In case it wasn’t obvious, travel writing, and freelancing in particular, make for pretty poor business plans. Unlike manufacturing widgets, you can’t hire more workers, get a bigger factory, and buy more trucks when demand is high. For you, what comes in, goes out, always. One to one. You get an assignment. You do an assignment. The money you make depends entirely on how much you do at what pay rate. And, sorry to say, but the pay rates haven’t changed much in 20 years. People burn out fast.
Despite the challenges, drawing up a freelance business plan can help you see when you really need to work hard and when you can back off a bit. The plan doesn’t have to be an elaborate document worthy of review at Harvard Business School but just a simple graphic if you like that lays out your financial goals and how you hope to achieve them.
Let’s say you want to make a modest $50,000 a year from freelancing. Since various outlets pay freelancers at different times – sometimes as long as six months after your story has run! – it’s a fool’s errand to try to predict how much money you’ll have at any given point. Instead, use your business plan to focus on how much you are getting assigned. To hit $50,000, you need to get $1,000 a week assigned, with two weeks left over to make up any missed goals or to surpass them. How are you going to do that?
Start off by making lists of the different kinds of assignments you could feasibly do, for whom, and how much they’ll pay. Maybe it means trying to get one or two $100 online assignments a week, a $500 assignment in a big newspaper, let’s say, and one $300 magazine piece. Already you can see how stressful every week is going to be.
The trick is to work your way up to bigger assignments that cover multiple weeks. One $2,000 story every two weeks would give you much more time to focus on quality work. Depending on your financial needs, one $9,000 feature from a big national magazine means you can set aside months to work on it. Eventually, you want to think bigger than just $1,000 a week, which will keep you running in the rat-race, and instead focus on hitting $10,000 every 10 weeks. That will give you more time to work on the bigger, soul-fulfilling stories you dream about. The paychecks may arrive sporadically but at least you’ll know how much you have coming in.
Unfortunately, hitting even a modest target as a freelancer can be tough. Editors don’t get back to you. A story goes from 1,000 words to 250. Your buddy really wants you to join him on a trip to Thailand so there’s no way you’re going to work hard that month. We’ll talk about trying to sell the same story to multiple outlets later, but for now, start thinking about ways you can create more markets for your work beyond finding new publications. Think of it as building islands in various money streams.
Writers in general sit on a lot of knowledge that can be quite valuable to others. Stick with the business long enough and soon you’ll have developed a pretty extensive “library” of experiences that you can tap for other means. I’ve traveled twice to China to give keynote addresses about travel. Norie Quintos, a long-time writer and editor for National Geographic Traveler magazine, recently became a media consultant. She also uses her skills in other innovative ways. She helps students apply to universities, a process in the United States that includes writing an essay, as a writing coach. They do the work. She just guides them through their own story.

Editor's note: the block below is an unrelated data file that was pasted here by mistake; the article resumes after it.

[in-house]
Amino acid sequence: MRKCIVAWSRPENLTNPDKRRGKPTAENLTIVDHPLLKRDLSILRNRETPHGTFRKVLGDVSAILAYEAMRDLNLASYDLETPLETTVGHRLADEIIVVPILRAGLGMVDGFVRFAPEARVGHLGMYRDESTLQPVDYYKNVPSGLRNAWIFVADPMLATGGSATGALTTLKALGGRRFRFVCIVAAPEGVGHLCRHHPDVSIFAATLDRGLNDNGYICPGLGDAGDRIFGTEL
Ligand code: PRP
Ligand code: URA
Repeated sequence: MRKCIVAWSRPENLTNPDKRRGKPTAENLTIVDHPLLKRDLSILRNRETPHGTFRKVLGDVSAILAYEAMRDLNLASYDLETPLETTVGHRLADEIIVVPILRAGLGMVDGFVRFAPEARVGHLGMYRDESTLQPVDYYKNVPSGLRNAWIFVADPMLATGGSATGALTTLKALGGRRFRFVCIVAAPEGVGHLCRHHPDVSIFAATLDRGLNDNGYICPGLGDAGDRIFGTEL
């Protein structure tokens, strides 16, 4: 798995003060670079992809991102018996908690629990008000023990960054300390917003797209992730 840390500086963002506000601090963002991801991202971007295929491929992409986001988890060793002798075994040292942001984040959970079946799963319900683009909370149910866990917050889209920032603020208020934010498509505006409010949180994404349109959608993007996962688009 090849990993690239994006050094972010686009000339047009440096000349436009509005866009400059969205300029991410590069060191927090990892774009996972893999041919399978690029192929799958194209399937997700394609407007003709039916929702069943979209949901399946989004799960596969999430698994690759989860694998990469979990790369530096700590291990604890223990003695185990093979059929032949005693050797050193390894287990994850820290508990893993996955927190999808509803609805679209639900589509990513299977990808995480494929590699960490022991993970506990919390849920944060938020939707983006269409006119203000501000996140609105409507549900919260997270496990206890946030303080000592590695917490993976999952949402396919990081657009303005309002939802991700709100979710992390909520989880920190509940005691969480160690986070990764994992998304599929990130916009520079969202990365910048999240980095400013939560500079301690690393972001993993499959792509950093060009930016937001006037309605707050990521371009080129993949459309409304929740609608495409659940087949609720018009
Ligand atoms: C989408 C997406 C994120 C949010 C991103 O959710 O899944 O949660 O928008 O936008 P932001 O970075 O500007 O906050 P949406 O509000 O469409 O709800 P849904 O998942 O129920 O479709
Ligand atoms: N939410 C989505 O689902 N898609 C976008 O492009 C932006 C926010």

Finding ways to generate passive income can really take the pressure off of hitting your business plan goals. Matthew Kepnes, better known online as “Nomadic Matt,” scaled his travel blog up to now include travel guides, a school, and partnerships with other travel-related industries, like World Nomads. Will Hatton, aka the Broke Backpacker, played a similar game, scaling his writing up to include guided tours to the places he knows the most about.
No matter how you develop your business, don’t get so caught up that you forget what makes you interesting to others in the first place. In other words, keep traveling, keep writing.
Lucrative book deals from major publishers are rare but even a poorly paid one can open the door to other income streams, like speaking engagements and royalties. Look into compiling your stories into an ebook.
Having just one steady writing gig every week or month can help smooth out the crests and troughs of the money flow.
Knowing the other side of writing – editing – can lead to freelance work reading copy for a local weekly or website. Bonus: getting to know editors you may want to pitch to.
A tricky one that can be very lucrative for some folks. Businesses pay writers with large audiences to enter into some sort of partnership that helps that business to achieve a goal. #influencer. Be careful. Some media outlets won’t work with you if you look like you’ve lost your independence. “Look” is the operative word, there. With conflicts of interest, appearance matters, even if untrue.
Another tricky but attractive option. A brand pays a traditional media outlet to hire a writer to tell a story of the brand’s choosing. The outlet then runs that story, making sure readers know it is sponsored. Writers are generally left to do their thing and are not asked to shill, still, be cautious. See “appearance,” above.
Being a full-time freelance travel writer is awesome, but so is being a full-time freelance writer. Find stories in other realms, or 'beats', especially if they have a relationship to travel. Write about food or adventure sports or sustainability. You’ll find travel ideas while digging up other work.
The best travel articles involve more than just great writing. New York Times writer Tim Neville says the steps freelancers take before they sit down to write make all the difference.
New to travel writing? NY Times writer Tim Neville reveals how to make a name for yourself as a freelancer and get published where it counts.